French President Emmanuel Macron gave a speech on Tuesday in which he announced a raft of new energy policies, including a promise to close the country’s remaining four coal-fired power plants by 2022 and 14 of the country’s 900 MW first-generation nuclear reactors by 2035.
In a speech outlining the country’s “ecological transition,” Macron announced that in addition to confirming the closure of the country’s remaining four coal power plants, France would also begin to close some of its aging nuclear fleet. Specifically, France will close 14 of its first-generation 900 MW nuclear reactors, which were built 40 years ago, and which currently number 34. This will reduce nuclear’s contribution to the energy mix from its current level of 75% to 50% by 2035.
Macron reiterated that he was not planning on enacting a wholesale closure of the country’s nuclear fleet, only that he had been elected on a promise to reduce by 50% the share of nuclear power in the country’s energy mix — a commitment he promised he intended to keep. “I would have liked to be able to do it as early as 2025, as provided for by the Energy Transition Law,” Macron added, “but it turned out, after pragmatic expertise, that this figure brandished as a political totem was in fact unattainable. We therefore decided to maintain this 50% cap, but by postponing the deadline to 2035.”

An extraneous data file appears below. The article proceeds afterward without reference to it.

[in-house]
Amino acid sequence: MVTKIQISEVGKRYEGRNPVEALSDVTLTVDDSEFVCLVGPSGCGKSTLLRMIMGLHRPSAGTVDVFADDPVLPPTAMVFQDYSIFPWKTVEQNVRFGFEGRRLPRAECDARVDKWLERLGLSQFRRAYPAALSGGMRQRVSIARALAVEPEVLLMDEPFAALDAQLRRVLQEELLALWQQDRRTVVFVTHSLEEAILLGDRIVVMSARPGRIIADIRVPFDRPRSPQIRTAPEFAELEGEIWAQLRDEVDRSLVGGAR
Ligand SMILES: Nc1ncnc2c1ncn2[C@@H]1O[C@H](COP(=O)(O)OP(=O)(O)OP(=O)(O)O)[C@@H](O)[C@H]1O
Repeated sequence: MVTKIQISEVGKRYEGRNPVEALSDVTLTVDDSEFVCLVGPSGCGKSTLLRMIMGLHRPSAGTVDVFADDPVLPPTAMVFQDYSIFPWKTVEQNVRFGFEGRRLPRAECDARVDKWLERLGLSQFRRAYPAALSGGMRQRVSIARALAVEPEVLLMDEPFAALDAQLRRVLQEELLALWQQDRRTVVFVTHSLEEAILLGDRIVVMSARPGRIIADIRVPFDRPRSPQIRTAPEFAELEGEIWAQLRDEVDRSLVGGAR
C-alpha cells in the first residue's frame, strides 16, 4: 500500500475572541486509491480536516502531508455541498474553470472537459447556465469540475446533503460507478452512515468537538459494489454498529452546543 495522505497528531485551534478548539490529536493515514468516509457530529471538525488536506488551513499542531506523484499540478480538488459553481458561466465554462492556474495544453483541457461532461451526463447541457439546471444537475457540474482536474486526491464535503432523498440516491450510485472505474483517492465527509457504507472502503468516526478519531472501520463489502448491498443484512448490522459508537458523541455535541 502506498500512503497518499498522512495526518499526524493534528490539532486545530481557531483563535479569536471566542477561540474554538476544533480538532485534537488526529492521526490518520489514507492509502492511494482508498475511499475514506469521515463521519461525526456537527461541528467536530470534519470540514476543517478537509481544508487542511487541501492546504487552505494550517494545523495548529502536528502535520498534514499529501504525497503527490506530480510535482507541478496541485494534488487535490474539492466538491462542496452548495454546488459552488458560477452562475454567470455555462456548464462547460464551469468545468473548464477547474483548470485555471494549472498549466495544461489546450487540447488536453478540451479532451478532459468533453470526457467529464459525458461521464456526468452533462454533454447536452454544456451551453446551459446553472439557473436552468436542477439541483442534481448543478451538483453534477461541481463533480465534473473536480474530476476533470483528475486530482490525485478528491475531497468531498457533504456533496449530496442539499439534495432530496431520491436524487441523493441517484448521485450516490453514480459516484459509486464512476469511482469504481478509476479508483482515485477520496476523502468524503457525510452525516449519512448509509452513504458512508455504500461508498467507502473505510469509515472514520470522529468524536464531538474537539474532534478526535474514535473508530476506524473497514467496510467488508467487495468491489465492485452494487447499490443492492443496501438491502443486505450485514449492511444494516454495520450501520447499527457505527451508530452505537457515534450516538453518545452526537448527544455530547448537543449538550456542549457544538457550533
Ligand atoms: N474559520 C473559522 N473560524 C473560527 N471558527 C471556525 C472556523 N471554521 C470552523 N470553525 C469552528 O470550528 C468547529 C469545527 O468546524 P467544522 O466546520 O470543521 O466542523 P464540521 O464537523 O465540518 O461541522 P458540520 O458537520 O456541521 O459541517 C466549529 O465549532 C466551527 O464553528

The country’s two oldest nuclear reactors at Fessenheim will be closed by the summer of 2020, and between four to six reactors will be closed before 2030, with the remainder to be closed by over the next five years.
Macron also promised support for further renewable energy capacity additions over the coming few years, including a promise to triple the amount of onshore wind by 2030 and to increase by five times the country’s solar PV capacity. France will also seek to develop offshore wind, and over the next five years the country will commission the first fleet of turbines off Saint-Nazaire and will launch four new offshore wind tenders.
France is committing €5 billion a year to its new renewable energy plans, funds which will be entirely financed by the country’s controversial fuel tax.